FIG. 4A is an illustration of reflection coefficient at the antenna port for integrated antenna and assembled antenna structures, and FIG. 4B is an illustration of realized gain for integrated antenna and assembled antenna structures. As illustrated in FIG. 4A, the reflection coefficient results for the integrated antenna structure (such as illustrated in FIG. 3A) and the assembled antenna structure (such as illustrated in FIG. 3B) show comparable performance in terms of return loss. However, the assembled antenna structure provides up to 0.7 dB (decibel) better realized gain in comparison with the integrated antenna structure, which corresponds to approximately 18% improvement in the radiated power. The improvement in radiated power may result at least in part from a reduction in the electromagnetic fields that are confined in the substrate compared to the dielectric, resulting in improved radiation efficiency. Further, the substrate mode is significantly attenuated for the assembled antenna structure in comparison with the integrated antenna structure, resulting in reduced side radiation for the assembled antenna structure.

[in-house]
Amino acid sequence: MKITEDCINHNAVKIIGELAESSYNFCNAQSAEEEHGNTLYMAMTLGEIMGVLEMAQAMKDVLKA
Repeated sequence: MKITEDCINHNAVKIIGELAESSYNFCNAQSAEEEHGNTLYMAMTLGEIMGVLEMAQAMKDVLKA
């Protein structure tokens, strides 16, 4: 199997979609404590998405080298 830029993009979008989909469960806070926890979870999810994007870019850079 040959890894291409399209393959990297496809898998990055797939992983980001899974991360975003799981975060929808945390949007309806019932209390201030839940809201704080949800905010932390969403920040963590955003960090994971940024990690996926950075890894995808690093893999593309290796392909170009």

In some embodiments, an antenna layer for an assembled antenna structure may be fabricated without requiring any patterning provided that the sawing accuracy is sufficient, such sawing accuracy less than approximately +/−50 μm (micrometers), which is achievable with current tools. The process without patterning may be implemented to further reduce the cost of fabrication of an apparatus or system. In additional, an assembled 3D antenna structure can be attached individually instead of attaching planar structures, which allow for alignment of antenna elements during fabrication to produce additional improvement in the bandwidth and the radiation efficiency.